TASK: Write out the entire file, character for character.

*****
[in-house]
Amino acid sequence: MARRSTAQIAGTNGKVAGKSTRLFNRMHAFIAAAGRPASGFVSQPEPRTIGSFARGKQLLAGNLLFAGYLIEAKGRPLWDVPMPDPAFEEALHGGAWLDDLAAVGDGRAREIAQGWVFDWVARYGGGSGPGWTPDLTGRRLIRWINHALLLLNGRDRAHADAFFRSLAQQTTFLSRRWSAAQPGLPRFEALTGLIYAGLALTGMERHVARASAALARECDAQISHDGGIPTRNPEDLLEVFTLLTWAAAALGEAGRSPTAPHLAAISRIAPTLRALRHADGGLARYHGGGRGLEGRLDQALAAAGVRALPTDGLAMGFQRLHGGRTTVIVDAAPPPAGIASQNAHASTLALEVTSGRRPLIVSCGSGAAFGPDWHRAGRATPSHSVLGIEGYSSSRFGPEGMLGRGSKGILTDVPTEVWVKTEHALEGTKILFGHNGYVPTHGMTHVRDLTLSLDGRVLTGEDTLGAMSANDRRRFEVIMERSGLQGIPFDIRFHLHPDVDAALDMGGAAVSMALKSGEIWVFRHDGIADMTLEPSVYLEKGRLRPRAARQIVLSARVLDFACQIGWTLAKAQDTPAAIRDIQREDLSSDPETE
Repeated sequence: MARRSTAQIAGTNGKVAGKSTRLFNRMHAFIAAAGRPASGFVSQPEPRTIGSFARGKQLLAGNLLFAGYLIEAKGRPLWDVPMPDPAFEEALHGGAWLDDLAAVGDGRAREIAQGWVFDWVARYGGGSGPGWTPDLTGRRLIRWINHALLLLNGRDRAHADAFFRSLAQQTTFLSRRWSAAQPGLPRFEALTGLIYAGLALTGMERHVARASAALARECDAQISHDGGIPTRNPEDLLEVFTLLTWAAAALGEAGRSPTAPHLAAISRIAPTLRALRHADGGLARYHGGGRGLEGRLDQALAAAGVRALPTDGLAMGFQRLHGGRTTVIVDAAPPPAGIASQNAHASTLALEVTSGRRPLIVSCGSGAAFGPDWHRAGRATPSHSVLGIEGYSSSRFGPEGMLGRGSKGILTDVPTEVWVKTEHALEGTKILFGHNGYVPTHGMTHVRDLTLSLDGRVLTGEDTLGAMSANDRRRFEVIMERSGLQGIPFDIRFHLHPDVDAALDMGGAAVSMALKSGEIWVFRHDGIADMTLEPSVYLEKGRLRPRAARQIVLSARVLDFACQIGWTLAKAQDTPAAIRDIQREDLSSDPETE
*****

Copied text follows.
[in-house]
Amino acid sequence: MARRSTAQIAGTNGKVAGKSTRLFNRMHAFIAAAGRPASGFVSQPEPRTIGSFARGKQLLAGNLLFAGYLIEAKGRPLWDVPMPDPAFEEALHGGAWLDDLAAVGDGRAREIAQGWVFDWVARYGGGSGPGWTPDLTGRRLIRWINHALLLLNGRDRAHADAFFRSLAQQTTFLSRRWSAAQPGLPRFEALTGLIYAGLALTGMERHVARASAALARECDAQISHDGGIPTRNPEDLLEVFTLLTWAAAALGEAGRSPTAPHLAAISRIAPTLRALRHADGGLARYHGGGRGLEGRLDQALAAAGVRALPTDGLAMGFQRLHGGRTTVIVDAAPPPAGIASQNAHASTLALEVTSGRRPLIVSCGSGAAFGPDWHRAGRATPSHSVLGIEGYSSSRFGPEGMLGRGSKGILTDVPTEVWVKTEHALEGTKILFGHNGYVPTHGMTHVRDLTLSLDGRVLTGEDTLGAMSANDRRRFEVIMERSGLQGIPFDIRFHLHPDVDAALDMGGAAVSMALKSGEIWVFRHDGIADMTLEPSVYLEKGRLRPRAARQIVLSARVLDFACQIGWTLAKAQDTPAAIRDIQREDLSSDPETE
Repeated sequence: MARRSTAQIAGTNGKVAGKSTRLFNRMHAFIAAAGRPASGFVSQPEPRTIGSFARGKQLLAGNLLFAGYLIEAKGRPLWDVPMPDPAFEEALHGGAWLDDLAAVGDGRAREIAQGWVFDWVARYGGGSGPGWTPDLTGRRLIRWINHALLLLNGRDRAHADAFFRSLAQQTTFLSRRWSAAQPGLPRFEALTGLIYAGLALTGMERHVARASAALARECDAQISHDGGIPTRNPEDLLEVFTLLTWAAAALGEAGRSPTAPHLAAISRIAPTLRALRHADGGLARYHGGGRGLEGRLDQALAAAGVRALPTDGLAMGFQRLHGGRTTVIVDAAPPPAGIASQNAHASTLALEVTSGRRPLIVSCGSGAAFGPDWHRAGRATPSHSVLGIEGYSSSRFGPEGMLGRGSKGILTDVPTEVWVKTEHALEGTKILFGHNGYVPTHGMTHVRDLTLSLDGRVLTGEDTLGAMSANDRRRFEVIMERSGLQGIPFDIRFHLHPDVDAALDMGGAAVSMALKSGEIWVFRHDGIADMTLEPSVYLEKGRLRPRAARQIVLSARVLDFACQIGWTLAKAQDTPAAIRDIQREDLSSDPETE